Around 600 protesters gathered in Prague on Saturday morning near the Old Town Square. ‘No Corruption’, the banners said: ‘We are One'; ‘Game Over. Insert CHANGE to Continue.’ We marched first to the stock exchange, then on towards the Vltava River, surrounded all the way by police, who often stopped us for no obvious reason. At one of these halts a man in plain clothes took photographs, which caused some anger, but otherwise the mood was cheerful.
In front of a government building on the other side of the river people waved their keys in the air, an echo of one of the gestures made during the Velvet Revolution.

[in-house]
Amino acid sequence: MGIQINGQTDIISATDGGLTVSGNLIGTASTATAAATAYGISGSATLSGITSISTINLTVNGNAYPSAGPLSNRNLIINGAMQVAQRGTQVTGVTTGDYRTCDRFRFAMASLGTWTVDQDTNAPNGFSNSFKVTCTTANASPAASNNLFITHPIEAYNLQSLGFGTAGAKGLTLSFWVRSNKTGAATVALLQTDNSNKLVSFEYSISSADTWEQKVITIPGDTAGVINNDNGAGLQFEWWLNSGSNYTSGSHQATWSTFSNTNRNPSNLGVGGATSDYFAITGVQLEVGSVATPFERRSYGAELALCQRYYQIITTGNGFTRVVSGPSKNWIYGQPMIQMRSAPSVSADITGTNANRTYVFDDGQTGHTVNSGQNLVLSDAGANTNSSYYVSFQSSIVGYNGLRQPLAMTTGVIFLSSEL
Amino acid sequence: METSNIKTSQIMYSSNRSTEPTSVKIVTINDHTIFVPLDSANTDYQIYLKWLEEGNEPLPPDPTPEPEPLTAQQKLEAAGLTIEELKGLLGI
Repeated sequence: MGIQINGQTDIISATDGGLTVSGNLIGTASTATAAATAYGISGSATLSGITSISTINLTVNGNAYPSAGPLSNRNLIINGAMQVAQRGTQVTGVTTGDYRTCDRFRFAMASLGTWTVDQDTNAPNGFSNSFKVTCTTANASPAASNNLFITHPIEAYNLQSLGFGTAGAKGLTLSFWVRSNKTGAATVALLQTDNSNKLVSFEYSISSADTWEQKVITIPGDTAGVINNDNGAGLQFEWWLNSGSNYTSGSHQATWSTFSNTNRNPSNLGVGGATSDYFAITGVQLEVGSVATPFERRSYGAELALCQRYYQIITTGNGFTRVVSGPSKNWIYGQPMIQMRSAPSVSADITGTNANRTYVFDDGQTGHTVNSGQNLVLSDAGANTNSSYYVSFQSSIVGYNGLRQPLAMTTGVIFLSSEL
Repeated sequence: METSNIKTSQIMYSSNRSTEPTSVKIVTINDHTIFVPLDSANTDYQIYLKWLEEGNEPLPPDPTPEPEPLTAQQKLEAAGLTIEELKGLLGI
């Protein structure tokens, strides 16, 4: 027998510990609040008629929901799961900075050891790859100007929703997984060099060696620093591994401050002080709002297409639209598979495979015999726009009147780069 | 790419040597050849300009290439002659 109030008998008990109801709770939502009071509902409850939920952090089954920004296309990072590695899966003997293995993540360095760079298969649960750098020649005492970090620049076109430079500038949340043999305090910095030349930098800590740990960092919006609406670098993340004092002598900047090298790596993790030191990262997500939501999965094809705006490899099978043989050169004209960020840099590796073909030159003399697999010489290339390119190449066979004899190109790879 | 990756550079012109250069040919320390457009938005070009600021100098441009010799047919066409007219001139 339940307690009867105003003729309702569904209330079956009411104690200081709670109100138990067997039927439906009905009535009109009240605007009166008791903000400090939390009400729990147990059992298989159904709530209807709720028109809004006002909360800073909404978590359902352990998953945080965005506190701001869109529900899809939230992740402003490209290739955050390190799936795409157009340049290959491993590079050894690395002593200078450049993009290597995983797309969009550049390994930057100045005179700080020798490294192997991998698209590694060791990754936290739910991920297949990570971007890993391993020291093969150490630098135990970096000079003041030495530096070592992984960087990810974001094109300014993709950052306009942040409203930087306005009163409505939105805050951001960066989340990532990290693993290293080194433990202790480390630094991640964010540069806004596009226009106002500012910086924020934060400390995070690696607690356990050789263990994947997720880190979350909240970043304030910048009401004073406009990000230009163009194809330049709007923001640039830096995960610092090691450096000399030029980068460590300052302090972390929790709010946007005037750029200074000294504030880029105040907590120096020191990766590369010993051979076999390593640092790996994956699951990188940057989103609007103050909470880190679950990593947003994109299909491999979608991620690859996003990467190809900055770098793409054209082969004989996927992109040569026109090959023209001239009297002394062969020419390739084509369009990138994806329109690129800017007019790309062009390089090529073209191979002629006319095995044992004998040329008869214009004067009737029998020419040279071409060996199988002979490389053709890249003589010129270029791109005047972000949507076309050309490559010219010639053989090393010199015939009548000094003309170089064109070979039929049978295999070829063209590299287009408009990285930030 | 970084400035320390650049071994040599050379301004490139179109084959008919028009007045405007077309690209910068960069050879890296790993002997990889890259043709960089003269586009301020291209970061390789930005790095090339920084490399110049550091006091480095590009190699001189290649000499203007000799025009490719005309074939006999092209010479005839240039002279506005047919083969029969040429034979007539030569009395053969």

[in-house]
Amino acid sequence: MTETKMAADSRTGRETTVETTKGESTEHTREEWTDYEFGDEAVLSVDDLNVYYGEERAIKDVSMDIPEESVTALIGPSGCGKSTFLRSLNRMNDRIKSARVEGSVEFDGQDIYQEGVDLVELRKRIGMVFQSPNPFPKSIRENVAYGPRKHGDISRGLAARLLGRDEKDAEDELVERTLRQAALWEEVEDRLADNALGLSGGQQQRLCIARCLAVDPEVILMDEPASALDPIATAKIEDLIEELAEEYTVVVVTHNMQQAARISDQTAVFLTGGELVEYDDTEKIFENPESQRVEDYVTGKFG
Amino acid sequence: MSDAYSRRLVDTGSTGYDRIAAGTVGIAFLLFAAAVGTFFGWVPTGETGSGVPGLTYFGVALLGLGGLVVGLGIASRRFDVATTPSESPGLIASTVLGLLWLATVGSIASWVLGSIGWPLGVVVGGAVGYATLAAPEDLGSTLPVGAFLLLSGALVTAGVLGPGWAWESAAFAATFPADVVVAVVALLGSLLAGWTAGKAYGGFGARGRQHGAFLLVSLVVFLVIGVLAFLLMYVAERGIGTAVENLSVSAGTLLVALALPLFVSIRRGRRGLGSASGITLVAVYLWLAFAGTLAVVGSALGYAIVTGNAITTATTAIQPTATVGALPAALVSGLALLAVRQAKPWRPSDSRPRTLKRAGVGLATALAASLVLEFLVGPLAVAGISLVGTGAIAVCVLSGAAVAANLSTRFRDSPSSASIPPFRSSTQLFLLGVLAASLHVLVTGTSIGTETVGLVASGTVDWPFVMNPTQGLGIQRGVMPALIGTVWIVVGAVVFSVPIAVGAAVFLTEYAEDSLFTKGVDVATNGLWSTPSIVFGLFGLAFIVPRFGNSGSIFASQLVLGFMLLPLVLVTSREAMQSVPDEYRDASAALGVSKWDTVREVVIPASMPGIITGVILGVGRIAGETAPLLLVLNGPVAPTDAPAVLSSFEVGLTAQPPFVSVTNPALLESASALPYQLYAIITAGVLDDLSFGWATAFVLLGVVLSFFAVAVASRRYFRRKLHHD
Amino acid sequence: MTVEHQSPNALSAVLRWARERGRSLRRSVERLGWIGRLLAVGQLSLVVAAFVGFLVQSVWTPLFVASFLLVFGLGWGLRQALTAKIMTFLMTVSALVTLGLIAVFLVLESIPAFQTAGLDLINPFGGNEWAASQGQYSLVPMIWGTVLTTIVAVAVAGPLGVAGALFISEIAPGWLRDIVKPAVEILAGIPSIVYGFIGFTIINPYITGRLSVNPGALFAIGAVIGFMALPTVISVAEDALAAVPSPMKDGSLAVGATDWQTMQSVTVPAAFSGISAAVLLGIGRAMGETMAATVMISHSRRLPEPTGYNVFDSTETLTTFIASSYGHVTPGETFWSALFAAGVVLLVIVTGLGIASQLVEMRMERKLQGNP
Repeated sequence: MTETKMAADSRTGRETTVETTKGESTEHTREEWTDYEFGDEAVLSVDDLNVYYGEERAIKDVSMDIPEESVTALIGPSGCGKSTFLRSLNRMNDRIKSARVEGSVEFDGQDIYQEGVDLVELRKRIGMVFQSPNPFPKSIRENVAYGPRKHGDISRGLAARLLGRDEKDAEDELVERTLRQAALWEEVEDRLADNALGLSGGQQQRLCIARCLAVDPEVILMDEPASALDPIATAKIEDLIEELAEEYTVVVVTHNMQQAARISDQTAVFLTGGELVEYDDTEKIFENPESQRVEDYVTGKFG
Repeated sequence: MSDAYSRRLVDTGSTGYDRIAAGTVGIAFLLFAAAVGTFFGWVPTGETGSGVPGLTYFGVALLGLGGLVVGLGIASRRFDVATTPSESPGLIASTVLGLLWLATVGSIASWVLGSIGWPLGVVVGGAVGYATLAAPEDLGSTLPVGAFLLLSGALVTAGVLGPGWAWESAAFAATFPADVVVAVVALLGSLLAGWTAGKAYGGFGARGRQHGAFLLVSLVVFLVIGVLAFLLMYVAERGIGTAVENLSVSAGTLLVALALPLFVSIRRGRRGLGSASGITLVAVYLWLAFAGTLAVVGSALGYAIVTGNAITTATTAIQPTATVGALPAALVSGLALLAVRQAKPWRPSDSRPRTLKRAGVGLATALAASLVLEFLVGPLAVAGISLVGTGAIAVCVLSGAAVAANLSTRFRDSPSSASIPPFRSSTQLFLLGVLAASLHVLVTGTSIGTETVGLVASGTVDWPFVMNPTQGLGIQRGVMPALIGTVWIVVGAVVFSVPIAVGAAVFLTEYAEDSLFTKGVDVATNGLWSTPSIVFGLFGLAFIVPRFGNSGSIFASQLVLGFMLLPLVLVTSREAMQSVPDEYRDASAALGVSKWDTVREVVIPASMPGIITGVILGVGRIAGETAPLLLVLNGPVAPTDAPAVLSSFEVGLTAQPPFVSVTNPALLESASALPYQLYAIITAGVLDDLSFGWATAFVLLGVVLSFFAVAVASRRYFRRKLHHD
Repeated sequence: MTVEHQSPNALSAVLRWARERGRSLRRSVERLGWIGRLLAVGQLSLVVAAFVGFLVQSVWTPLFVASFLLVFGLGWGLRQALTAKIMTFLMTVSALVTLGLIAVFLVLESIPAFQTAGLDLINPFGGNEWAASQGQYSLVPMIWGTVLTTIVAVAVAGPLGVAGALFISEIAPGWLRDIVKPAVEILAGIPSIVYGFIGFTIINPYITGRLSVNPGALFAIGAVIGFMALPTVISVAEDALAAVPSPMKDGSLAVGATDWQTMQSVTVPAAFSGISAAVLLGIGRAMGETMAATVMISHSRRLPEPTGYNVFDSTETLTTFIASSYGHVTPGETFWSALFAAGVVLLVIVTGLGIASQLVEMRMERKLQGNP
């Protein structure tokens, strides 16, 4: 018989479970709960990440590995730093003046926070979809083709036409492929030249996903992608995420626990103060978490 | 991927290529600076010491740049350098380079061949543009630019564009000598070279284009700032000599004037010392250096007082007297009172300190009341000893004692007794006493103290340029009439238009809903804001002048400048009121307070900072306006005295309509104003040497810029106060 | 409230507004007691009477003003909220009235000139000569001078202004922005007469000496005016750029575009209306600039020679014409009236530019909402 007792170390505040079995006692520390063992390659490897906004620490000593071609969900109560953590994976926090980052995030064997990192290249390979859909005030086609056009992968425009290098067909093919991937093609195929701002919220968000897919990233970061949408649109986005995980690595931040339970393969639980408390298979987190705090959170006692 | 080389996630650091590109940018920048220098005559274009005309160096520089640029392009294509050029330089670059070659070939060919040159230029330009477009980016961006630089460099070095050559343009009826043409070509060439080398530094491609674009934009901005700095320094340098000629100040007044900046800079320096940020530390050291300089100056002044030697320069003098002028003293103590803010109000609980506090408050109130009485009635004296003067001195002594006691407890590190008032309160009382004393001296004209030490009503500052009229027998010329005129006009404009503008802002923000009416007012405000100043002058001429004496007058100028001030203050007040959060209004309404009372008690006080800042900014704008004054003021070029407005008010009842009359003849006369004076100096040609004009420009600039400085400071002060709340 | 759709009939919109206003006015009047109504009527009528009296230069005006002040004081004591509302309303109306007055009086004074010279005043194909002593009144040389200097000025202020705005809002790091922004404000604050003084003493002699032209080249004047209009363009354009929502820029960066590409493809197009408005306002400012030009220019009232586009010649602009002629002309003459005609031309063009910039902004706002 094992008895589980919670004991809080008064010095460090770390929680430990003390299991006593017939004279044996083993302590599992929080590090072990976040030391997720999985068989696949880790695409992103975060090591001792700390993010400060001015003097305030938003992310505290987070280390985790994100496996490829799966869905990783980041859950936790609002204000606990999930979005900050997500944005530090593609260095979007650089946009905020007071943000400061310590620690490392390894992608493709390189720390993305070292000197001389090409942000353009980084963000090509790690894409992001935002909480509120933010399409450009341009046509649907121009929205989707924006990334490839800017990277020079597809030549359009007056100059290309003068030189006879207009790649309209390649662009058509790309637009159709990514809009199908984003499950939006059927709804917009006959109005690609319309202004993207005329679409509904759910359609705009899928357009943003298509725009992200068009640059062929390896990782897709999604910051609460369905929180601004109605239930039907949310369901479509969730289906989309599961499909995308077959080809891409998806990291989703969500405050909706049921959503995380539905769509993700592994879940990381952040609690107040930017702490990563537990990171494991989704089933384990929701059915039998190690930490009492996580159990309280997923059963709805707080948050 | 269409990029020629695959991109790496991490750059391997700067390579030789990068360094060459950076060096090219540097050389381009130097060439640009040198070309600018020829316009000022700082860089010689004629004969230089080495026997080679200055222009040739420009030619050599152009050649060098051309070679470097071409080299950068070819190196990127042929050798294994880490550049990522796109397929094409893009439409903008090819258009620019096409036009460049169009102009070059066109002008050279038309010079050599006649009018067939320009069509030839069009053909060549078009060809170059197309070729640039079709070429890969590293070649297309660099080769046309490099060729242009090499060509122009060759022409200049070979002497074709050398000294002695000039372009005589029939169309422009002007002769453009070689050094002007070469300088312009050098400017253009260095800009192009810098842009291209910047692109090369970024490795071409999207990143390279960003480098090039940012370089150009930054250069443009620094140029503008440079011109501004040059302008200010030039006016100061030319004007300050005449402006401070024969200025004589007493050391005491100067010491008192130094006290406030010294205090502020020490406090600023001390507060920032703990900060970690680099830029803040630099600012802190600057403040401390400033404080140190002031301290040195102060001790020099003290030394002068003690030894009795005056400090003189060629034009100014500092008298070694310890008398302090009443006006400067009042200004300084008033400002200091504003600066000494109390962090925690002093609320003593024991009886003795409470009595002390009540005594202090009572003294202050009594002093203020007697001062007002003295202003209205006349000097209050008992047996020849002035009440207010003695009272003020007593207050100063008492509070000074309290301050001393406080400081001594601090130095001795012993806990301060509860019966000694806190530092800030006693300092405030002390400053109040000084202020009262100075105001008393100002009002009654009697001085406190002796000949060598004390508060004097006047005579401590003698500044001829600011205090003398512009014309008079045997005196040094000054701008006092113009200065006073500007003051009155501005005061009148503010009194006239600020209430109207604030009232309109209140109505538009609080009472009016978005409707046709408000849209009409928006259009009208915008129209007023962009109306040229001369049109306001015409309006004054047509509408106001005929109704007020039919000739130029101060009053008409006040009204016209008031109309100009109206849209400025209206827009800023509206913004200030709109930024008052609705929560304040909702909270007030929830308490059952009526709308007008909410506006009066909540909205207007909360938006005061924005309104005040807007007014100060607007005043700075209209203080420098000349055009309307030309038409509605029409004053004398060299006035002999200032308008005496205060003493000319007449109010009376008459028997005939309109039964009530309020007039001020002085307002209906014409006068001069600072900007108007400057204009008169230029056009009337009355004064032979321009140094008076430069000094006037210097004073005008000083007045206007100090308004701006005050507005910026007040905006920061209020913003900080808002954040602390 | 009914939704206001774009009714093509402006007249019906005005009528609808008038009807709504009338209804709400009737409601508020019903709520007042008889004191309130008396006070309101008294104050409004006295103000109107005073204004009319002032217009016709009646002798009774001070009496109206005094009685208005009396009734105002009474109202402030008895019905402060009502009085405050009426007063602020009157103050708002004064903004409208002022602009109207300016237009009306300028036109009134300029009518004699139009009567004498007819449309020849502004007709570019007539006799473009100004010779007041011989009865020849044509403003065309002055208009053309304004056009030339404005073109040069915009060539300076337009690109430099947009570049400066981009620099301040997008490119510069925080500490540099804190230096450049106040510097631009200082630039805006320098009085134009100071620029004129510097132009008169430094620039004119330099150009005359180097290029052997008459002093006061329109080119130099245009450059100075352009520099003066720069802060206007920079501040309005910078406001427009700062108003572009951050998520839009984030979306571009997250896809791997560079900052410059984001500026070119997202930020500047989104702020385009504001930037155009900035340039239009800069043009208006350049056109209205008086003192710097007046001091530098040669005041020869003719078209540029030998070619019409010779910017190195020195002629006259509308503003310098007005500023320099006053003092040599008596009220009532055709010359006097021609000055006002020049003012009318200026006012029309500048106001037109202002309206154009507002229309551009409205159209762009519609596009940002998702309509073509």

Halfway up the long, looping road to the Castle – no one was shouting slogans; it’s a stiff climb – the police stopped us again. A tourist bus disgorged its passengers. They were in their sixties and seventies, well-dressed, affluent-looking, unlikely, on the face of it, to be sympathetic to our calls for an end to global capitalism, inequality and the tyranny of the banks. They stared at us for a moment. Then they began to applaud. The crowd found its voice.